(VARIETY) – Michael Cimino, who won Oscars as director and a producer of "The Deer Hunter" before "Heaven's Gate" destroyed his career and sped up the demise of 60-year-old United Artists, has died. He was believed to be 77.
Cannes Film Festival director Thierry Fremaux tweeted the news Saturday, writing that he died in peace surrounded by those close to him and the two women who loved him. "We loved him too," wrote Fremaux.
His birthday is usually cited as Feb. 3, 1939, though many facts about Cimino's life, including his birthdate, were shrouded in conflicting information.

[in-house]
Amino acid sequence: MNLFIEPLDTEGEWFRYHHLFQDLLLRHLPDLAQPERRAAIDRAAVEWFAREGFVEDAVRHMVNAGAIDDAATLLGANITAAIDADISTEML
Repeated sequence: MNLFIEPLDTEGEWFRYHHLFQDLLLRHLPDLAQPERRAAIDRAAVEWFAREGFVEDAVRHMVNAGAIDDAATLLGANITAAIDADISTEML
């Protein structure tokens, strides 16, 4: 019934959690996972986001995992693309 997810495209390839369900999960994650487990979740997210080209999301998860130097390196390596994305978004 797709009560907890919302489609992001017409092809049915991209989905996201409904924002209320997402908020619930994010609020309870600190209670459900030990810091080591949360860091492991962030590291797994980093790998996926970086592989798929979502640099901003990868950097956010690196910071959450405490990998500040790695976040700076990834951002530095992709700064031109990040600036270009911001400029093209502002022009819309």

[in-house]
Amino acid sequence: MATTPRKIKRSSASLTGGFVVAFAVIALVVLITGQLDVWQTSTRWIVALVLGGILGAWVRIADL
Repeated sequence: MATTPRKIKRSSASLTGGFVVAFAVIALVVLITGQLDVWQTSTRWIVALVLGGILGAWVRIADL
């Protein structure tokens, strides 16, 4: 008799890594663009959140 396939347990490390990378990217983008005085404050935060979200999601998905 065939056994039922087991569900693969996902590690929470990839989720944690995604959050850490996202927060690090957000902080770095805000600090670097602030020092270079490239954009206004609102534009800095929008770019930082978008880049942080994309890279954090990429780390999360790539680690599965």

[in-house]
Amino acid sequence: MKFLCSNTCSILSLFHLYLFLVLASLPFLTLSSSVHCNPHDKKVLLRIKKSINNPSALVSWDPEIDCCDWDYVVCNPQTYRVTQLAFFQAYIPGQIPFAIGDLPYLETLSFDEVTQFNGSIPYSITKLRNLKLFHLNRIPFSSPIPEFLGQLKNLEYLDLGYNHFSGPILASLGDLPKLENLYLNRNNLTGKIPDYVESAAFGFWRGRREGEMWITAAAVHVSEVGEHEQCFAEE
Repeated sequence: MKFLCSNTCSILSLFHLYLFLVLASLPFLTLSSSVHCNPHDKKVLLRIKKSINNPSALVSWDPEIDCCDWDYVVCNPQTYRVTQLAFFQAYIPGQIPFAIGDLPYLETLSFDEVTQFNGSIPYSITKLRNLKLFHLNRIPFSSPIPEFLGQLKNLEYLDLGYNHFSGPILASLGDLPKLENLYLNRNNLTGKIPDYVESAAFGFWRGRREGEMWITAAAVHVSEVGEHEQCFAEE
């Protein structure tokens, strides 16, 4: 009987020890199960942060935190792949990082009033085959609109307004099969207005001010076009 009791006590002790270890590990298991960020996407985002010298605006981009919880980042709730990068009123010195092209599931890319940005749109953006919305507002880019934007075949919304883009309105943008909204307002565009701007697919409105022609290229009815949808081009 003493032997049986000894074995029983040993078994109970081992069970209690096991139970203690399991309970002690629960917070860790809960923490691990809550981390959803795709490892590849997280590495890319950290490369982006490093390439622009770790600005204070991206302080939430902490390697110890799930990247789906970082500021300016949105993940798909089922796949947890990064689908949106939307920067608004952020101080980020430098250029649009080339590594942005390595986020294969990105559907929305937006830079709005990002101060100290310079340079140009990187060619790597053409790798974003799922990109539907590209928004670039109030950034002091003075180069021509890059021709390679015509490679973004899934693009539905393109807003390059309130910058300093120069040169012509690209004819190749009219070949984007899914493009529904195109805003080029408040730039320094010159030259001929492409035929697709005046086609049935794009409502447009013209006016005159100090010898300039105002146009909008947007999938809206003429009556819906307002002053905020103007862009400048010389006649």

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Cimino directed eight films in his career. His first was 1974's "Thunderbolt and Lightfoot"; his second was the 1978 Vietnam War masterpiece "The Deer Hunter," which won five Academy Awards, including best picture and director; his third was 1980's "Heaven's Gate," the film that became synonymous with showbiz disaster; and the rest were mostly footnotes, though some (like "Year of the Dragon") have passionate fans.
The rise and fall of Cimino is so extreme that it would undoubtedly make for a great book, miniseries or opera. But it may not make a good film: It would require too big a budget, and the plot would be too complex. His career is a cautionary tale for Hollywood, about the eternal conflict between artistry and finance, with side battles between creative people and the media.